BUZZ: Does the fact that a lot of universities, who are supposedly open-minded people, pulled out of dates surprise you?
JR: Oh no, universities have proved to be the worst. They went on about us being fascist and rubbish like that. Students have proved that they’re not open-minded, they’ve got closed minds; they’re a closed shop.
BUZZ: Do you think of yourselves as part of a passing phase?
PC: People can say that – we’re not worried, we’re not in it to make thousands of pounds, we’re just in it ‘cos we wanna do it and we’re doin’ what we wanna do.
BUZZ: Where do you get your roots from as a rock band?
JR: Just basic honesty. There’s been no honest bands for years, it’s all big moguls and twenty thousand tons of equipment.
BUZZ: What do you think of Clapton and Townshend?
PC: They’re finished.
BUZZ: Some bands are doing things by Townshend, things likeSubstitute for instance.
PC: Yeah, it was alright then.
BUZZ: You think they should have packed it in then?
JR: No, they could have have carried on but they just covered it up in bullshit and hype. They became out of touch, and you can’t like go up to Pete Townshend and say “Hello Pete”, he’s become distant, he’s not even a human being anymore. I doubt if it’s him on stage, he’s like a puppet in the distance.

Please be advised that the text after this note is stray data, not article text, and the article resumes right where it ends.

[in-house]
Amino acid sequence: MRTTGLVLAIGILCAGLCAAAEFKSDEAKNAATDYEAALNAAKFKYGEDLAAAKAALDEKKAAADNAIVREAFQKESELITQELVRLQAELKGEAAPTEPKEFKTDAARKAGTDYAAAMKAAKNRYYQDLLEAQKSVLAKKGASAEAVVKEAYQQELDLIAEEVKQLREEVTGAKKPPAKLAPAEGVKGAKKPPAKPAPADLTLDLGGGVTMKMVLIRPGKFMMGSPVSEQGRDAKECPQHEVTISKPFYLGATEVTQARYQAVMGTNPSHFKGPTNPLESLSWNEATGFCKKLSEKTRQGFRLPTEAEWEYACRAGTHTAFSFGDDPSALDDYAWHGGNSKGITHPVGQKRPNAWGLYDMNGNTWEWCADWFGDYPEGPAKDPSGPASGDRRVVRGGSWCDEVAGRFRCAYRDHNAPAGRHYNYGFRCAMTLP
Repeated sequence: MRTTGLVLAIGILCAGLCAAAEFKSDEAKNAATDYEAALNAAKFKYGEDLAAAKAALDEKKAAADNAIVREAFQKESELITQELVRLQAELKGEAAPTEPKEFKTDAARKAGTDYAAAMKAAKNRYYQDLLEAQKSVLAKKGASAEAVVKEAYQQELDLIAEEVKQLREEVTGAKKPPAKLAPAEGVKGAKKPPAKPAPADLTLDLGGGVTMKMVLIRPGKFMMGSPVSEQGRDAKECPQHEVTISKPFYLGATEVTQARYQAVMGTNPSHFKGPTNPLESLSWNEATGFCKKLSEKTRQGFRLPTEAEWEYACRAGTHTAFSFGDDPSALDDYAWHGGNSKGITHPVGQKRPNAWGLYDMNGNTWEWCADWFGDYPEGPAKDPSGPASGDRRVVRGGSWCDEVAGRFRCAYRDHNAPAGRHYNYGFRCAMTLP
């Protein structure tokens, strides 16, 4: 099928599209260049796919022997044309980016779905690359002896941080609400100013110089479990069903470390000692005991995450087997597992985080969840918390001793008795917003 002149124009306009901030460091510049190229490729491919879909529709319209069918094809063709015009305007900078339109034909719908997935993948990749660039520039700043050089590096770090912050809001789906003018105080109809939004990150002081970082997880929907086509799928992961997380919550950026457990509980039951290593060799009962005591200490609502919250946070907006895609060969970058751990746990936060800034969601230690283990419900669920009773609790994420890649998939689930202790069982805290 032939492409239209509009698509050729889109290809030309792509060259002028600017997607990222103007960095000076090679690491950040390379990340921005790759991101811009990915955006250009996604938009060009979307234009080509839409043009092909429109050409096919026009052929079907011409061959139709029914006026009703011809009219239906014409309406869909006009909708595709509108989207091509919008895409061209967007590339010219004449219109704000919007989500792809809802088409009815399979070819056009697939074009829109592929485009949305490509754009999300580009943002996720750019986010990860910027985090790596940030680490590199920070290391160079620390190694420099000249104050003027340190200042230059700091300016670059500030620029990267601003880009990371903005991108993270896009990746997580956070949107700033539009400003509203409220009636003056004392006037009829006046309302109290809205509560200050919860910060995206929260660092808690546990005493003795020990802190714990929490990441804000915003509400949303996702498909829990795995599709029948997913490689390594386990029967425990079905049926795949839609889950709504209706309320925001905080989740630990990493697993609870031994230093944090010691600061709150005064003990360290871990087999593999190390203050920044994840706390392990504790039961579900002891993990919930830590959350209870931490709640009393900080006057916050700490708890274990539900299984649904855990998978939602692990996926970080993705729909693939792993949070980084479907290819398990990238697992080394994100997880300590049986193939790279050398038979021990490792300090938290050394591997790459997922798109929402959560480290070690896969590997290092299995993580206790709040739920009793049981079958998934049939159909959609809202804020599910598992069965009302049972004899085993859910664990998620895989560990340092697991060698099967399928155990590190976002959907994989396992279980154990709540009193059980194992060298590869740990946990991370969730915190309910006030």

BUZZ: Do you think there’s a lot of snobbery in rock music?
JR: Yeah, there has been for centuries. Some of the biggest snobs are rock musicians.
BUZZ: Is it all that important that you can play really good music?
JR: No, I don’t think it’s essential, it’s your attitude that counts. If you can express something to someone, that’s it, you’ve got it.

BUZZ: How do you feel about the concert?
AW: It’s proved the Council and the people wrong. I don’t know what they were expecting, I mean, I’ve seen the band before, I know they’re just a rock band. I think Caerphilly will be exactly the same tomorrow morning; nobody will be fallen dead in the street, the town won’t be running amok with lewdity and things.

BUZZ: What made you come to see the band? Have you seen them before?
Fan: No, I read about them in Melody Maker and all that. I thought they were right in what they say in that Zeppelin, the Stones and all that have come to be gods. They come here for two tours, they have all their money and big mansions, they’re out of touch with the basics, and that’s what this group’s all about.

Only 60 people attended the concert and the police who were out in force had more trouble with onlookers than the real fans. The following day all the local papers and television reports declared that the evening had been a success for the carol singers. I’m more inclined to leave the last word with Johnny Rotten: “Ignorance is the greatest enemy.”

Note: All conversations printed word for word. There has been no censorship whatsoever.

Credit to ANTHONY BROCKWAY of Babylon Wales Blog (2006)

Taken from Rhys Mwyn’s excellent Thoughts of Chairman Mwyn blog